The Stories Your Cars Can Tell

We got two cars in the same week in the past month. One was a brand-new Honda CR-V, and the other 2010 Corvette, and both have Bluetooth technology. The Bluetooth was able to tell me more about both cars than anyone might think of. And therein lies a cautionary tale for you, which can apply to any car with Bluetooth that you may drive.

We’ve noted before that Bluetooth settings in car systems can linger for the life of the vehicle, and we’ve cautioned you to make sure you erase all your settings before you turn in a car. Otherwise, somebody can get your phonebook, text messages and anything else that may have come from your phone to the Bluetooth. We saw two examples with our new cars.

The first one was with our new CR-V, which we got because the lease on our Acura was up and because we wanted to try a car with a hybrid system. Apparently, hybrid CR-Vs are not ubiquitous, and our car dealer had to do a swap. We got a “brand spanking new” car with 170 miles on it, which is really not a problem. But whoever drove the car put their own phone into the Bluetooth settings into the car and never erased them. The driver’s cell phone info was still in the car when I got it.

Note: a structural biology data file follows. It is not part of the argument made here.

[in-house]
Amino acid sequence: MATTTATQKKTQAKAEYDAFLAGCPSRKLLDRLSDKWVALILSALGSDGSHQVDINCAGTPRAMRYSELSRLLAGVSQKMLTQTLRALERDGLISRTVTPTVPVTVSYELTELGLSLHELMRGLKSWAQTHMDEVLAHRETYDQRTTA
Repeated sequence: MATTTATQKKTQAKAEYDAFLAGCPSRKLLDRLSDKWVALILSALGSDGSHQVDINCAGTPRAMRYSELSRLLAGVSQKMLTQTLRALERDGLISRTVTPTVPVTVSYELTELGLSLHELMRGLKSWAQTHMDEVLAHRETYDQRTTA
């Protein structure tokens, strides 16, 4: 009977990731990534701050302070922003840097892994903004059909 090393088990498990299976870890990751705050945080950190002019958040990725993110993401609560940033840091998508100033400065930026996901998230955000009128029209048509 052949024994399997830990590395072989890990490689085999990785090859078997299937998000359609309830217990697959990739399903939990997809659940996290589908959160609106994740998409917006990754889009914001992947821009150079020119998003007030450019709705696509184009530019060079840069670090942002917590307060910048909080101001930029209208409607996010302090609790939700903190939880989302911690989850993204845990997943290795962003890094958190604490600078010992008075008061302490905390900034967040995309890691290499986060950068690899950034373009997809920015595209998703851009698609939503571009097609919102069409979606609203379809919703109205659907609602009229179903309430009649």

This time, it was not a problem. I have no interest or need for that data, and I simply erased it all by going back to the factory settings. I set my old car back to the factory settings before I turned it in, and as far as I’m concerned, there’s no way that car will compromise my security. I didn’t want to take the chance of being as lucky as the former owners of my new (for me) Corvette.

I bought the car through Carvana, and they delivered it on a flatbed truck – just like in the TV ads. Yes, it’s my midlife crisis car; I’ve always wanted a sports car, and I am enjoying it. But it is a car from another technology and digital technology era, and there was a Bluetooth issue that I didn’t realize until I tried to call home.

When I told the car to call home, it called a number that was not my home. It called a number in Warrenton, VA. When the people there answered the call, I asked them if they once had a 2010 blue Corvette that they sold to Carvana? They said yes, so I identified myself as the new owner.

Before you start thinking otherwise, we had a very nice call. Although I had learned a lot about the car from the Carfax report, they told me how much they had loved the car, how they kept it garaged and how much they hated to sell it because they just couldn’t keep it anymore. We talked about caring for the car and if we ever drive near Warrenton to make sure we stop by for a visit.